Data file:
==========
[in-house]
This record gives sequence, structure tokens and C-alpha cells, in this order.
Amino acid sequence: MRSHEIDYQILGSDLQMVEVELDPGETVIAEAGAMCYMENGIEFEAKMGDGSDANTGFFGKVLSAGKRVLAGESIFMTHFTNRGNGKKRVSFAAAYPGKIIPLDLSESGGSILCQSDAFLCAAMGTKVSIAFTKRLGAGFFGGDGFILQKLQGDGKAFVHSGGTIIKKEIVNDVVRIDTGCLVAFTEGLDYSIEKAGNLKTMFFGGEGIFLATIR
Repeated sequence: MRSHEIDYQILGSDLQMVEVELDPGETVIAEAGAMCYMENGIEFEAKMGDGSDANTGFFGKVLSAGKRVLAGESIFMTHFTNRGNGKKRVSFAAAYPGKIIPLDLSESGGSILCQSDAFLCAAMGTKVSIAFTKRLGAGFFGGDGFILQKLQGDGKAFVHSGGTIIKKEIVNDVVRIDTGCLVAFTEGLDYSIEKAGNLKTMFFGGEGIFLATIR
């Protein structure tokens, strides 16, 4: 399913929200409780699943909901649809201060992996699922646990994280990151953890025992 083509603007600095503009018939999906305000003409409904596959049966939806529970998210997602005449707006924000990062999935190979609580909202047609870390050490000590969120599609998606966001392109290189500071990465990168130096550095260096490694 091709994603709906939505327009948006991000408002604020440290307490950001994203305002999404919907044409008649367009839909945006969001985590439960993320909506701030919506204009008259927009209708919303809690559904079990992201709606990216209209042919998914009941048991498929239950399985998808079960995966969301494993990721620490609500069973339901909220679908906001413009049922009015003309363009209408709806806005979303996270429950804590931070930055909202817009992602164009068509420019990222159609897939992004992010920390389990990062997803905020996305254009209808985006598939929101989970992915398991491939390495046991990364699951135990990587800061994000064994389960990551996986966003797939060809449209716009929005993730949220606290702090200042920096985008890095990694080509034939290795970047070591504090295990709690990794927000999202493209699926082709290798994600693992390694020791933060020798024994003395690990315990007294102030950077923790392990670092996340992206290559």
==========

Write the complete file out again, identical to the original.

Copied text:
[in-house]
This record gives sequence, structure tokens and C-alpha cells, in this order.
Amino acid sequence: MRSHEIDYQILGSDLQMVEVELDPGETVIAEAGAMCYMENGIEFEAKMGDGSDANTGFFGKVLSAGKRVLAGESIFMTHFTNRGNGKKRVSFAAAYPGKIIPLDLSESGGSILCQSDAFLCAAMGTKVSIAFTKRLGAGFFGGDGFILQKLQGDGKAFVHSGGTIIKKEIVNDVVRIDTGCLVAFTEGLDYSIEKAGNLKTMFFGGEGIFLATIR
Repeated sequence: MRSHEIDYQILGSDLQMVEVELDPGETVIAEAGAMCYMENGIEFEAKMGDGSDANTGFFGKVLSAGKRVLAGESIFMTHFTNRGNGKKRVSFAAAYPGKIIPLDLSESGGSILCQSDAFLCAAMGTKVSIAFTKRLGAGFFGGDGFILQKLQGDGKAFVHSGGTIIKKEIVNDVVRIDTGCLVAFTEGLDYSIEKAGNLKTMFFGGEGIFLATIR
């Protein structure tokens, strides 16, 4: 399913929200409780699943909901649809201060992996699922646990994280990151953890025992 083509603007600095503009018939999906305000003409409904596959049966939806529970998210997602005449707006924000990062999935190979609580909202047609870390050490000590969120599609998606966001392109290189500071990465990168130096550095260096490694 091709994603709906939505327009948006991000408002604020440290307490950001994203305002999404919907044409008649367009839909945006969001985590439960993320909506701030919506204009008259927009209708919303809690559904079990992201709606990216209209042919998914009941048991498929239950399985998808079960995966969301494993990721620490609500069973339901909220679908906001413009049922009015003309363009209408709806806005979303996270429950804590931070930055909202817009992602164009068509420019990222159609897939992004992010920390389990990062997803905020996305254009209808985006598939929101989970992915398991491939390495046991990364699951135990990587800061994000064994389960990551996986966003797939060809449209716009929005993730949220606290702090200042920096985008890095990694080509034939290795970047070591504090295990709690990794927000999202493209699926082709290798994600693992390694020791933060020798024994003395690990315990007294102030950077923790392990670092996340992206290559």